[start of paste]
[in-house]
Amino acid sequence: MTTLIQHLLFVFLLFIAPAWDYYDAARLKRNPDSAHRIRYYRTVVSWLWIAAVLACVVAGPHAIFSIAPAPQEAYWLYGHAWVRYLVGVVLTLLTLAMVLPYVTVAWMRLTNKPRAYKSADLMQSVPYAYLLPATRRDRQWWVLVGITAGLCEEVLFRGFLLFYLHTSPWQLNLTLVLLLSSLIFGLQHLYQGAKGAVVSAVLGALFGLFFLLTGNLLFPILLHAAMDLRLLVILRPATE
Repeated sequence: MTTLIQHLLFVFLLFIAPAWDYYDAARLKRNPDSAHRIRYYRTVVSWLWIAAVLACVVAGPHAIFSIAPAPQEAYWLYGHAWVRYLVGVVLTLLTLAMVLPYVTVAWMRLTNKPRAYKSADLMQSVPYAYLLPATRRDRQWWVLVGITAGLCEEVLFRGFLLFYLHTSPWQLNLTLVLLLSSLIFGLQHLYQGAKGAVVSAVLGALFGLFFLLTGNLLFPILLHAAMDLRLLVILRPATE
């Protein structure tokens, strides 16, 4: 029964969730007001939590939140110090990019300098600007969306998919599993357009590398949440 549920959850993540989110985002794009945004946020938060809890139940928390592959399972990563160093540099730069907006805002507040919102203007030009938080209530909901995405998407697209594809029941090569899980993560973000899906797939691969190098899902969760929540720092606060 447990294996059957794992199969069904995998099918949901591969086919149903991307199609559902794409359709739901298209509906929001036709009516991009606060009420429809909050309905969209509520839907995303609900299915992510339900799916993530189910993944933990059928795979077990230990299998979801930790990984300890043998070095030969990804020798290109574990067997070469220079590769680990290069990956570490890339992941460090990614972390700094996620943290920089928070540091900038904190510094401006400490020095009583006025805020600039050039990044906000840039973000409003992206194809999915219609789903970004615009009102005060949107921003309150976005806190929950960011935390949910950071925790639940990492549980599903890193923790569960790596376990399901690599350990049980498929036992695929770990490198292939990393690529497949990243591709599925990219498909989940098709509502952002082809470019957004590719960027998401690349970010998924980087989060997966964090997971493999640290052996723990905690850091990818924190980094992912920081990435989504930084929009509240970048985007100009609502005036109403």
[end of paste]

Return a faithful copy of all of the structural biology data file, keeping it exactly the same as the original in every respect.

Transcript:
[in-house]
Amino acid sequence: MTTLIQHLLFVFLLFIAPAWDYYDAARLKRNPDSAHRIRYYRTVVSWLWIAAVLACVVAGPHAIFSIAPAPQEAYWLYGHAWVRYLVGVVLTLLTLAMVLPYVTVAWMRLTNKPRAYKSADLMQSVPYAYLLPATRRDRQWWVLVGITAGLCEEVLFRGFLLFYLHTSPWQLNLTLVLLLSSLIFGLQHLYQGAKGAVVSAVLGALFGLFFLLTGNLLFPILLHAAMDLRLLVILRPATE
Repeated sequence: MTTLIQHLLFVFLLFIAPAWDYYDAARLKRNPDSAHRIRYYRTVVSWLWIAAVLACVVAGPHAIFSIAPAPQEAYWLYGHAWVRYLVGVVLTLLTLAMVLPYVTVAWMRLTNKPRAYKSADLMQSVPYAYLLPATRRDRQWWVLVGITAGLCEEVLFRGFLLFYLHTSPWQLNLTLVLLLSSLIFGLQHLYQGAKGAVVSAVLGALFGLFFLLTGNLLFPILLHAAMDLRLLVILRPATE
């Protein structure tokens, strides 16, 4: 029964969730007001939590939140110090990019300098600007969306998919599993357009590398949440 549920959850993540989110985002794009945004946020938060809890139940928390592959399972990563160093540099730069907006805002507040919102203007030009938080209530909901995405998407697209594809029941090569899980993560973000899906797939691969190098899902969760929540720092606060 447990294996059957794992199969069904995998099918949901591969086919149903991307199609559902794409359709739901298209509906929001036709009516991009606060009420429809909050309905969209509520839907995303609900299915992510339900799916993530189910993944933990059928795979077990230990299998979801930790990984300890043998070095030969990804020798290109574990067997070469220079590769680990290069990956570490890339992941460090990614972390700094996620943290920089928070540091900038904190510094401006400490020095009583006025805020600039050039990044906000840039973000409003992206194809999915219609789903970004615009009102005060949107921003309150976005806190929950960011935390949910950071925790639940990492549980599903890193923790569960790596376990399901690599350990049980498929036992695929770990490198292939990393690529497949990243591709599925990219498909989940098709509502952002082809470019957004590719960027998401690349970010998924980087989060997966964090997971493999640290052996723990905690850091990818924190980094992912920081990435989504930084929009509240970048985007100009609502005036109403």